A former Minister of Education, Prof. Ruqayyatu Rufa’i on Tuesday lamented the rate of unqualified teachers in Nigerian public schools.
According to her, over 30 per cent of teachers at the nation’s primary, junior and senior secondary school levels are unqualified.
Rufa’i spoke in Lagos on Tuesday at the “2019 Distinguished Guest Lecture Series of the Faculty of Education, Lagos State University (LASU)’’.
The former minister delivered a lecture titled; “Teachers’ Preparation for Nigerian Schools: Adequacy, Effectiveness and Impact’’.
She said the country would need to make a conscious effort to recruit 250,000 qualified teachers annually in the next few years to cushion the effect.
“The Teachers Registration Council of Nigeria believes that Nigeria has only two million teachers and as a result of this, it is said that the country will need about 250,000 qualified teachers per year in the next few years.
“This is due to the large population as well as the high number of out-of-school children, estimated at over 13 million and requires teachers to support their educational needs,’’ she said.
Rufai also said reports had revealed that out of 243,276 teachers at the primary school level, only 162,909 are qualified and at the junior secondary school, only 67,037 out of the 92,769 are qualified.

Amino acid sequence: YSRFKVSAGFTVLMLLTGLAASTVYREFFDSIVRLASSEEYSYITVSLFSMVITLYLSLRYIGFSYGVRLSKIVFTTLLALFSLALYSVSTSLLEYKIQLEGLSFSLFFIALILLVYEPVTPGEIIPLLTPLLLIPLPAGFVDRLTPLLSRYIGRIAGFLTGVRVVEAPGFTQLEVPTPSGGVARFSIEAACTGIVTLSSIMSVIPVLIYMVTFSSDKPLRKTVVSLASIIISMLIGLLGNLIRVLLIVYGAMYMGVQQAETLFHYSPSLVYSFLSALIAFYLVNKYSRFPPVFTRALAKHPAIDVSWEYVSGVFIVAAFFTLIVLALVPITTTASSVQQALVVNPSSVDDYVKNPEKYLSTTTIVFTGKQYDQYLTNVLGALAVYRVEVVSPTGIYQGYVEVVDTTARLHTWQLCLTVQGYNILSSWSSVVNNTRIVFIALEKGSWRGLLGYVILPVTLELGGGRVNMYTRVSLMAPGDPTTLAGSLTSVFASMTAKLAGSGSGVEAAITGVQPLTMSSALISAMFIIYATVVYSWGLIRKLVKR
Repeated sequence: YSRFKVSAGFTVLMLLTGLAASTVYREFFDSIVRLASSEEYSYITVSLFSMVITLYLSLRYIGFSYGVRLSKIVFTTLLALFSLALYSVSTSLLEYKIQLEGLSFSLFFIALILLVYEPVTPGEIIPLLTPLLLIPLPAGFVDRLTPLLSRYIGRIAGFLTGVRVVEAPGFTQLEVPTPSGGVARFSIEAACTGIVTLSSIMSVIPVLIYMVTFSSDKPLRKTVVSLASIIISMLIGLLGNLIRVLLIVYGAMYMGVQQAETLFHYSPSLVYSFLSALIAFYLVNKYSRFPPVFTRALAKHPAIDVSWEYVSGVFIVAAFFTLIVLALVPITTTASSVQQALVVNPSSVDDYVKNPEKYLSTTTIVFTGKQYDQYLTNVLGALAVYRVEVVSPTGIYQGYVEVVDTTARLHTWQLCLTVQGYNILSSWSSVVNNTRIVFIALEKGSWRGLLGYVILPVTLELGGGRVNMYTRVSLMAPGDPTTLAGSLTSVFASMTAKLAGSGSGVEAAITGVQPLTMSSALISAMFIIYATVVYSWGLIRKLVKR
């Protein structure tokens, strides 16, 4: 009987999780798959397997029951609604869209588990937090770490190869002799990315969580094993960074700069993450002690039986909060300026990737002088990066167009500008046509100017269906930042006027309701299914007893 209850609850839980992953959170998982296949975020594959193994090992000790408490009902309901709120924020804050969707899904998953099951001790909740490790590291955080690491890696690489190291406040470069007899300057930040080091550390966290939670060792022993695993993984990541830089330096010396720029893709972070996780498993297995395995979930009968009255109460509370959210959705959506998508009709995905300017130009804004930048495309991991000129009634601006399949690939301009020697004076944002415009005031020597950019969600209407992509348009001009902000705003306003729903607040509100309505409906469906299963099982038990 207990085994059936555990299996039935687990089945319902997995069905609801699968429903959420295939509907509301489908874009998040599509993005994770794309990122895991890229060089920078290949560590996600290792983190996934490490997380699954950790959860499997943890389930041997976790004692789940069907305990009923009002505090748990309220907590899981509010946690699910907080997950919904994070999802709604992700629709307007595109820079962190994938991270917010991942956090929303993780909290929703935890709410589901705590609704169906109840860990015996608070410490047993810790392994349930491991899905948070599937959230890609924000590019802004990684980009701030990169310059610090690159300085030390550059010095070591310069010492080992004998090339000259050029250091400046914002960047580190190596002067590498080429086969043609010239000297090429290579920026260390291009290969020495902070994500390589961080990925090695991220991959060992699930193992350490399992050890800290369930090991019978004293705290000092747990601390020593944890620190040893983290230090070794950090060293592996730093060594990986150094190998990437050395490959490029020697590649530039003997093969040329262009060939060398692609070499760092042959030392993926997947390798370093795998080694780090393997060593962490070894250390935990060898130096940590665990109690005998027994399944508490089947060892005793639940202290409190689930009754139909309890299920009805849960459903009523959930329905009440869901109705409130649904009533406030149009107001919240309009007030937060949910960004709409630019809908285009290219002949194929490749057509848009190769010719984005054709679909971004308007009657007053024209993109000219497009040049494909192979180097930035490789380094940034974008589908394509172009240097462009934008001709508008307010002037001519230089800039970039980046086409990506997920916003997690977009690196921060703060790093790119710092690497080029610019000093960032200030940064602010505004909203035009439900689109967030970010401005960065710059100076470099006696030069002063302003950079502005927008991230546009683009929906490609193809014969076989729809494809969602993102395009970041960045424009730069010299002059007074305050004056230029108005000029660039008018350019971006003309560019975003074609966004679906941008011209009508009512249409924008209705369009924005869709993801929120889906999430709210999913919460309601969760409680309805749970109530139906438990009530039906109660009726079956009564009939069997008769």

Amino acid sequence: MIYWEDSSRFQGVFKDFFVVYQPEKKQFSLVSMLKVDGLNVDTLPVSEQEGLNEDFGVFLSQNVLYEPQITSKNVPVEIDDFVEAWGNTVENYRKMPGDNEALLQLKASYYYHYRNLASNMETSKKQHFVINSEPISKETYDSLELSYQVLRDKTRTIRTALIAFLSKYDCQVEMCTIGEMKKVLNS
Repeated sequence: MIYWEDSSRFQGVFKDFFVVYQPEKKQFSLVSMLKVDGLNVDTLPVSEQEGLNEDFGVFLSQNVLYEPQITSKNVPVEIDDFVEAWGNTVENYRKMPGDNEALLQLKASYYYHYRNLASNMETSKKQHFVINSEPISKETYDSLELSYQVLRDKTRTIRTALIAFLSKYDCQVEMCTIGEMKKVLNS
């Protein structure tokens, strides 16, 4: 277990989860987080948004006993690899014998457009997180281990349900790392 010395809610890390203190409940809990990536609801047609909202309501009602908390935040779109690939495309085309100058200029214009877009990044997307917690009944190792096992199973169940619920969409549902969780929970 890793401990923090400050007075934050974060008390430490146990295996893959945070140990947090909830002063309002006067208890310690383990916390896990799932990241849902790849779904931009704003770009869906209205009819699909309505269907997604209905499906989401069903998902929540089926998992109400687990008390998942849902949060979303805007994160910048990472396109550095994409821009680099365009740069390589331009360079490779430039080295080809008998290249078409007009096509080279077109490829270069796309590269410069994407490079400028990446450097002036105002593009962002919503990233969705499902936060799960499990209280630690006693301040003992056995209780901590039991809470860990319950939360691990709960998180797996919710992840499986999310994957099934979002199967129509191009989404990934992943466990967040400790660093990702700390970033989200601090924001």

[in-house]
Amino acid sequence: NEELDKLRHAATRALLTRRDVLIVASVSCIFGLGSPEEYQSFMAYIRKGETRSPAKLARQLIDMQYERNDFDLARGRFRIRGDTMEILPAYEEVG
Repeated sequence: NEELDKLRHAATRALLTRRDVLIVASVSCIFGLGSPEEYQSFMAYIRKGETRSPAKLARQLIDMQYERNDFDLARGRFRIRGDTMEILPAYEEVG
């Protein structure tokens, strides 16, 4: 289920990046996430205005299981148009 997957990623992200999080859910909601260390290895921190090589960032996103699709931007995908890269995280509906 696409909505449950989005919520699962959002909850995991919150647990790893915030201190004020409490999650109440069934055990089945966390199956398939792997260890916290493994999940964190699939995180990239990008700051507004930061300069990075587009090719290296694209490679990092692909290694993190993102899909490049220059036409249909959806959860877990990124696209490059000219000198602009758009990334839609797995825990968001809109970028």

Going further, she said at the senior secondary school level, only slightly above 50 per cent of the 117,651 teachers, which is about 65,357 are qualified.
“The situations in some states, especially in the north are even direr due to insurgency and high rate of out-of-school children.
“A report commissioned by the new governor of Yobe State shows that 40 per cent of the teachers in the state has no teaching qualification,’’ she said.
Rufa’i explained that with the prevailing situation of teachers in the country, it would be difficult for Nigeria to meet its educational objectives.
According to her, this is because adequate teachers are very critical to students’ learning as well as attaining the goals of education.
She said that what the situation required was the need for urgent and adequate attention to be given to the preparation of teachers.
“In line with these, government at all levels in the country should have it as a matter of policy and priority to pay attention to the preparation of teachers for the school system,’’ the don said.
According to her, this can be achieved through strong political will in supporting the preparation of teachers and must include availability and timely release of funds meant for education.
Rufa’i noted that there should also be limited interference in the recruitment of teachers and administrative processes in schools by the political class.
“Professional approaches to educational administration should, therefore, be a key priority as we seek to enhance the preparation and utilisation of teachers,’’ she said.
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